- They attract pollinators, particularly bees.
- They make a good ground cover for areas where the lawn isnt thick, green, and lush.
- If there are native species, then theyre likely beneficial to the biodiversity of the area.
- You wont have to use chemicals or herbicides around your home and on your lawn.
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Identification And Growth Habits
As the name suggests, wild violets are almost always purple, but they may be white, or even yellow. The little plants, which top out at about 4 to 6 inches high. The heart-shaped or scalloped leaves are bright green.Wild violets reproduce by way of underground rhizomes, and they also spread by seed.
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When To Get Rid Of Wild Violets
Using herbicide to eradicate wild violets is best undertaken in the fall. At this time, the herbicide will be transported down to the taproot as the plant stores nutrients for winter. Thus, you have a good chance of the herbicide killing the plant down to ground level with a fall application. If you use herbicide in the spring or summer, it might only temporarily kill the surface leaves, allowing the plant to rebound.
How To Prevent Wild Violets In Your Lawn
To prevent Wild Violets, make sure your grass is thick and healthy so theres no room for these weeds to take hold. Do not overwater to promote the moist soil Wild Violets prefer. We recommend mowing high so your grass roots are strong and deep. We always recommend adding Microclover to your lawn to feed your soil and keep your grass healthy.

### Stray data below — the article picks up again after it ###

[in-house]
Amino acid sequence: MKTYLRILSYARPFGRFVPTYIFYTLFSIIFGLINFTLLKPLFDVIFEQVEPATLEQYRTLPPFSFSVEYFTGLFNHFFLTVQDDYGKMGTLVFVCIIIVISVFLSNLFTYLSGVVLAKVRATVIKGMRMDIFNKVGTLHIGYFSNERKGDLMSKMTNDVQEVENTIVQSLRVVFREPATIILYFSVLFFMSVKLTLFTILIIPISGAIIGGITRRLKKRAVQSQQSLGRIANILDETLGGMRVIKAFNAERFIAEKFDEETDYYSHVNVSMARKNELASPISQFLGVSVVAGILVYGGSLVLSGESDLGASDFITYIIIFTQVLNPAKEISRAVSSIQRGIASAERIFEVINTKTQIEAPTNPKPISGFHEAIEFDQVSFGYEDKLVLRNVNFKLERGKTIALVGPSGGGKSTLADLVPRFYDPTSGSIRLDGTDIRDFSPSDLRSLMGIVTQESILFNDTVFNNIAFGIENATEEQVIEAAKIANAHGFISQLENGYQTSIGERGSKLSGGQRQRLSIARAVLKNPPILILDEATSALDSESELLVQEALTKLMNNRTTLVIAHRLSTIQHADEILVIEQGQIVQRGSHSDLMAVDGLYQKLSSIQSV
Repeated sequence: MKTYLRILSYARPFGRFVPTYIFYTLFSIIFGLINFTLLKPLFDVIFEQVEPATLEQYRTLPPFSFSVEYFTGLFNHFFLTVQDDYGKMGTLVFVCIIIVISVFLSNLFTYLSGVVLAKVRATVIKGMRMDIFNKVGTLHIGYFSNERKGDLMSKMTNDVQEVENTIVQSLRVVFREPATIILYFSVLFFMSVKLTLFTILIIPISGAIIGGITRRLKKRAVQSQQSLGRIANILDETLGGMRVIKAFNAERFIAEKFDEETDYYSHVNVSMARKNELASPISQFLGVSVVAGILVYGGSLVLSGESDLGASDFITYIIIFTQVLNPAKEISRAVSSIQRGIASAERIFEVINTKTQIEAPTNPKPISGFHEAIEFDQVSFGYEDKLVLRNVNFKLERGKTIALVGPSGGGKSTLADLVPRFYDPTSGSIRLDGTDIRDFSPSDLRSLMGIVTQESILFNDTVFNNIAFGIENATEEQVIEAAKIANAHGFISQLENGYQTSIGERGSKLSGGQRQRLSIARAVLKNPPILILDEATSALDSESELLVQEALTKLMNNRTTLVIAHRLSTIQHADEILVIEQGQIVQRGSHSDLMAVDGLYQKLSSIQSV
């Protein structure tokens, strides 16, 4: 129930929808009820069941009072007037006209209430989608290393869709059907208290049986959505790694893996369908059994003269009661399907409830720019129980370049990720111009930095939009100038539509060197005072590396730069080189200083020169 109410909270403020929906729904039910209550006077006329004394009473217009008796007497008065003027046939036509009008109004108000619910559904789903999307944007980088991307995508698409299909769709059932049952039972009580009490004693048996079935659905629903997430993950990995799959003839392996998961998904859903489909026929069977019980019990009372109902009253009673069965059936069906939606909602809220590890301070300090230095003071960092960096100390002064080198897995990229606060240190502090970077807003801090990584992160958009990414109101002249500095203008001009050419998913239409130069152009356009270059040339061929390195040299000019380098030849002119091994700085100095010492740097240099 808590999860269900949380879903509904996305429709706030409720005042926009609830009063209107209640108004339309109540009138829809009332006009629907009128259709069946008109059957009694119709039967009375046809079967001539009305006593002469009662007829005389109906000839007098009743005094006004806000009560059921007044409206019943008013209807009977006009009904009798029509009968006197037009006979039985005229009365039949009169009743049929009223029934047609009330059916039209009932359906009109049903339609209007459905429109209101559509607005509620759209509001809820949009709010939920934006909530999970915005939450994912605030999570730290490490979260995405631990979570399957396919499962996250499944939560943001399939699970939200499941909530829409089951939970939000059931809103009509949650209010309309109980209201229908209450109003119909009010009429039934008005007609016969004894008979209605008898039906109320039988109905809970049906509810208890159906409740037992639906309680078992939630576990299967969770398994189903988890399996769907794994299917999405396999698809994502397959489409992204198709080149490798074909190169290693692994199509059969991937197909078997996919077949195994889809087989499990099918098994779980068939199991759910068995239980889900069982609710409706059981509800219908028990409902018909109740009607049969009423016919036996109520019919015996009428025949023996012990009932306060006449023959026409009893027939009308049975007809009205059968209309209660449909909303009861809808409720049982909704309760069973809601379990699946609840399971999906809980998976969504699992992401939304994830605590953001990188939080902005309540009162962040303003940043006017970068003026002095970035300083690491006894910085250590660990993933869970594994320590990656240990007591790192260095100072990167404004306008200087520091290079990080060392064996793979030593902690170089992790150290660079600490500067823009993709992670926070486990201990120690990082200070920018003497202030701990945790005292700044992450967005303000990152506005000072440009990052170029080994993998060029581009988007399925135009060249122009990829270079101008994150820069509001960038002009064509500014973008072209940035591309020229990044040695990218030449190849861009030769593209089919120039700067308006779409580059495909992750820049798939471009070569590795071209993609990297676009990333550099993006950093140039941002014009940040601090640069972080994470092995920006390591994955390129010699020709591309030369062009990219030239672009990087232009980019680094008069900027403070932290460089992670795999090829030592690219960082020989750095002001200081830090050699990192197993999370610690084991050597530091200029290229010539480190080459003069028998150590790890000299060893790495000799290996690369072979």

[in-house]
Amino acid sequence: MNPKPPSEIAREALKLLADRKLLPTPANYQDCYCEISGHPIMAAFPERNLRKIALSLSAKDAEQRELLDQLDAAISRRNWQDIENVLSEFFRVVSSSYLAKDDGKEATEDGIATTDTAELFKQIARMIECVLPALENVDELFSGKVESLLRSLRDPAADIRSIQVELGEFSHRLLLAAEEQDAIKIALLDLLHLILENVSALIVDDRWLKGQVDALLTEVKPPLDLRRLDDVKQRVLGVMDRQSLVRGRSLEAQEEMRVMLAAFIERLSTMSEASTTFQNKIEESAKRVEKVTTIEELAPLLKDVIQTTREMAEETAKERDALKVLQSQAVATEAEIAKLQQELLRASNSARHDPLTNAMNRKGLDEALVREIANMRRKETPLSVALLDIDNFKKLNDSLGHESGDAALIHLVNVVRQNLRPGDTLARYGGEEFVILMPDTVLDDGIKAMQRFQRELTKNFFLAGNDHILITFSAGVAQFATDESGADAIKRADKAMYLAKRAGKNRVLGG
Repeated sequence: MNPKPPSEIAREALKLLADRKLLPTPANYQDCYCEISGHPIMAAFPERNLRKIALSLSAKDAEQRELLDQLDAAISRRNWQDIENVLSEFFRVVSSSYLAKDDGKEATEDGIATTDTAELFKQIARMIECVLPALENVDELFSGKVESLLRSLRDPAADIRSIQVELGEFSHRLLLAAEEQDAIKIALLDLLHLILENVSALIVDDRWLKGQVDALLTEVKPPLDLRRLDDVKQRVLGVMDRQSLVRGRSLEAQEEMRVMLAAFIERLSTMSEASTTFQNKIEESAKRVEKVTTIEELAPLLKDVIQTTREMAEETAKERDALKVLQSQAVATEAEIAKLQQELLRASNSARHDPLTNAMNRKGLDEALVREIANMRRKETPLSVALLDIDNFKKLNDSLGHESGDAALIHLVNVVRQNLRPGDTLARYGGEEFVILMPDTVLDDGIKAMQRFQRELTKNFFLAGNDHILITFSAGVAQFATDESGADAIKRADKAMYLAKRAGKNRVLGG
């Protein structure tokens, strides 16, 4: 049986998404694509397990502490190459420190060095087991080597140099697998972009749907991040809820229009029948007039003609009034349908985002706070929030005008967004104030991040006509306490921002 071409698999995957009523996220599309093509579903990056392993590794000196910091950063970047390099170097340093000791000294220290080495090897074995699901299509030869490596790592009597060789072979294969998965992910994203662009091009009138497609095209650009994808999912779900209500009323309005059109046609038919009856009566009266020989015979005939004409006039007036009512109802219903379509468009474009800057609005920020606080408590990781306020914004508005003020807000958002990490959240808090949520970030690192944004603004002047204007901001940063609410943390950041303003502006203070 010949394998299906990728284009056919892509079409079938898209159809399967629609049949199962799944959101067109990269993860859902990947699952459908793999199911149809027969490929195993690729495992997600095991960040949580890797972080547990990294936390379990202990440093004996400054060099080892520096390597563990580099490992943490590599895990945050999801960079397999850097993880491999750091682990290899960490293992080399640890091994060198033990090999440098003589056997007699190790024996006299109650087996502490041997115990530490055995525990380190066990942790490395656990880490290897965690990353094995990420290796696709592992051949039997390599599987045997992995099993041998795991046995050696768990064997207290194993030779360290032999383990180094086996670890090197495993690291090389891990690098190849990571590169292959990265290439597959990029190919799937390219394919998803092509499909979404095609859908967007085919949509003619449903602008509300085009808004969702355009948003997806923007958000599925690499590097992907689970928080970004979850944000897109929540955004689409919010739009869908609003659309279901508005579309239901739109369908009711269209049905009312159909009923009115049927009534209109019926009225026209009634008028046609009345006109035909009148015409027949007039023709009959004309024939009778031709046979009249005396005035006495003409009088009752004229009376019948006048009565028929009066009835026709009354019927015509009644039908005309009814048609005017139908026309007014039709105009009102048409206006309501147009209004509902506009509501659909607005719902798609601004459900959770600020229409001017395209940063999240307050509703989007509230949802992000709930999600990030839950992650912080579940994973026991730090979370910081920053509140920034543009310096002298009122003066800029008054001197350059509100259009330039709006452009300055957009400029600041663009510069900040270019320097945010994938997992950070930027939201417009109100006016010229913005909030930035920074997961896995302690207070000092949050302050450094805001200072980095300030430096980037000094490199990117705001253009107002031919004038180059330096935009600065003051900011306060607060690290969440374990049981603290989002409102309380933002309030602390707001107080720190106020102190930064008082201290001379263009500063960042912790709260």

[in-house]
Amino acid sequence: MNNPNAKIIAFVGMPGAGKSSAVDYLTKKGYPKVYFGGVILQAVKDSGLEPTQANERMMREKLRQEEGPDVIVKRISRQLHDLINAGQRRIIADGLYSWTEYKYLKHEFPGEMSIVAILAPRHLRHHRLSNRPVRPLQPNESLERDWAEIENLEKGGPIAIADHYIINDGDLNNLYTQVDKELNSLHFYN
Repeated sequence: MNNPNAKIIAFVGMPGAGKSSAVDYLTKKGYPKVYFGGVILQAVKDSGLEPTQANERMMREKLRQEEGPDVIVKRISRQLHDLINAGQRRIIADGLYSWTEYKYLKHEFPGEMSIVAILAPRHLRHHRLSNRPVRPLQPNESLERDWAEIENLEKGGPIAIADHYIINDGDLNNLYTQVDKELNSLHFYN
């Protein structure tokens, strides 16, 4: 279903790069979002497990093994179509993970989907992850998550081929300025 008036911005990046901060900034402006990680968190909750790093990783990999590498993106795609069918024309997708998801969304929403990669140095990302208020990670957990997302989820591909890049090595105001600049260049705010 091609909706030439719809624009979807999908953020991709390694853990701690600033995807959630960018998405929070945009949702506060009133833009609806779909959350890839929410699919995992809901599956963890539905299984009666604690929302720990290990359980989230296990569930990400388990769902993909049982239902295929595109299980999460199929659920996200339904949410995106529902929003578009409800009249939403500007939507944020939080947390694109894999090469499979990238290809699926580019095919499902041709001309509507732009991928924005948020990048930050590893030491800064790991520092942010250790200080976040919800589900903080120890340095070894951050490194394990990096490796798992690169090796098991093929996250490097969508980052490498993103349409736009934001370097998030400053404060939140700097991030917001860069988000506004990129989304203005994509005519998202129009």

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How To Kill Wild Violets And Ground Ivy In Your Lawn
Ground ivy and wild violets in the lawn can be the cause of a major headache. It might seem as though every year you have more and more of these persistent weeds and no matter what you try, you cant seem to get rid of them.
Youre not just imagining it. The truth is, the aggressive nature of both ground ivy and violets makes these weeds two of the toughest to get rid of. Your fight against them can almost feel futile as they seem to fight back harder. When it comes to getting rid of wild violets and ground ivy, youll want to take the mentality of losing the battle but winning the war to heart. Its going to be a long road, but the right treatment approach by a professional can get you there.